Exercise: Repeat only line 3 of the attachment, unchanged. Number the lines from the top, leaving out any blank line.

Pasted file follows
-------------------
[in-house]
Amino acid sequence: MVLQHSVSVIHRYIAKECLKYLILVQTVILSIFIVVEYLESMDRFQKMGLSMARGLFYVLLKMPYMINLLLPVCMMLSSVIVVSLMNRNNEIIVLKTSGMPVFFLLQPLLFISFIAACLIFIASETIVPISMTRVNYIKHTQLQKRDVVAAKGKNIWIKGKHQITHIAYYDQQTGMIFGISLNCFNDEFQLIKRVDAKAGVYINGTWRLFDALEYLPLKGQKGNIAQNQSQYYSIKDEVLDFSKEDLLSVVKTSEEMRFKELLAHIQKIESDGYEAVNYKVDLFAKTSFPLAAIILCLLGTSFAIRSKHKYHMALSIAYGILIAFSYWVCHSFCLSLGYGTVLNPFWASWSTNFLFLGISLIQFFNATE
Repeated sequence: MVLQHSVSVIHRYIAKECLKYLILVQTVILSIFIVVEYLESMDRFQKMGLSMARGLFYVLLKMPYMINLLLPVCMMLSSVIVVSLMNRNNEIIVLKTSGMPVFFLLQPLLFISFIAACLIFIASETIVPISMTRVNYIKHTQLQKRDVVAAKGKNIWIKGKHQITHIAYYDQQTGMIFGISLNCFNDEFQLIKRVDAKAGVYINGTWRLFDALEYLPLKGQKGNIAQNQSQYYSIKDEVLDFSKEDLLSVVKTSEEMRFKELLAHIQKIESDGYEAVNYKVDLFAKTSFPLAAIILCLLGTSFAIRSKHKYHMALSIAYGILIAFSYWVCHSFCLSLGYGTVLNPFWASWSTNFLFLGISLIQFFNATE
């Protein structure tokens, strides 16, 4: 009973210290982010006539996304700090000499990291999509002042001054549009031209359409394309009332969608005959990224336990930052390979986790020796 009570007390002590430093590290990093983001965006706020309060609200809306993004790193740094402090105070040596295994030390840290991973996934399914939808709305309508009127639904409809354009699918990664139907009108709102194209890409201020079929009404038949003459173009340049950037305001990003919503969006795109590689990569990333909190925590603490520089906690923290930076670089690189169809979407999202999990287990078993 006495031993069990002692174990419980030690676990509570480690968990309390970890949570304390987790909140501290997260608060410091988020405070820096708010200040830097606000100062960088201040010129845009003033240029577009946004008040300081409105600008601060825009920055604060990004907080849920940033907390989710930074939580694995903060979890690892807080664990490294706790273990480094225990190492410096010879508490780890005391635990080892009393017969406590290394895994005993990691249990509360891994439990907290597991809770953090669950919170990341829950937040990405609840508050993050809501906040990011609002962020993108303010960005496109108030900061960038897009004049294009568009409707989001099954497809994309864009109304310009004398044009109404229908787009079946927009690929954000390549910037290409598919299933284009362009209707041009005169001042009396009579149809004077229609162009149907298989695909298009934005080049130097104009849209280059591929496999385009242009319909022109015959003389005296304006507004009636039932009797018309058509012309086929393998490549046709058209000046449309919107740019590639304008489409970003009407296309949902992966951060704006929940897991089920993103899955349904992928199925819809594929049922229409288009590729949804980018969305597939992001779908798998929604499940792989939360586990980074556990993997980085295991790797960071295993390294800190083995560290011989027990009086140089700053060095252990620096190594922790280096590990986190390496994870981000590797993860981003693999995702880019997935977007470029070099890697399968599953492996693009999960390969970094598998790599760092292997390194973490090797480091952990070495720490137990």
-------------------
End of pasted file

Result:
Repeated sequence: MVLQHSVSVIHRYIAKECLKYLILVQTVILSIFIVVEYLESMDRFQKMGLSMARGLFYVLLKMPYMINLLLPVCMMLSSVIVVSLMNRNNEIIVLKTSGMPVFFLLQPLLFISFIAACLIFIASETIVPISMTRVNYIKHTQLQKRDVVAAKGKNIWIKGKHQITHIAYYDQQTGMIFGISLNCFNDEFQLIKRVDAKAGVYINGTWRLFDALEYLPLKGQKGNIAQNQSQYYSIKDEVLDFSKEDLLSVVKTSEEMRFKELLAHIQKIESDGYEAVNYKVDLFAKTSFPLAAIILCLLGTSFAIRSKHKYHMALSIAYGILIAFSYWVCHSFCLSLGYGTVLNPFWASWSTNFLFLGISLIQFFNATE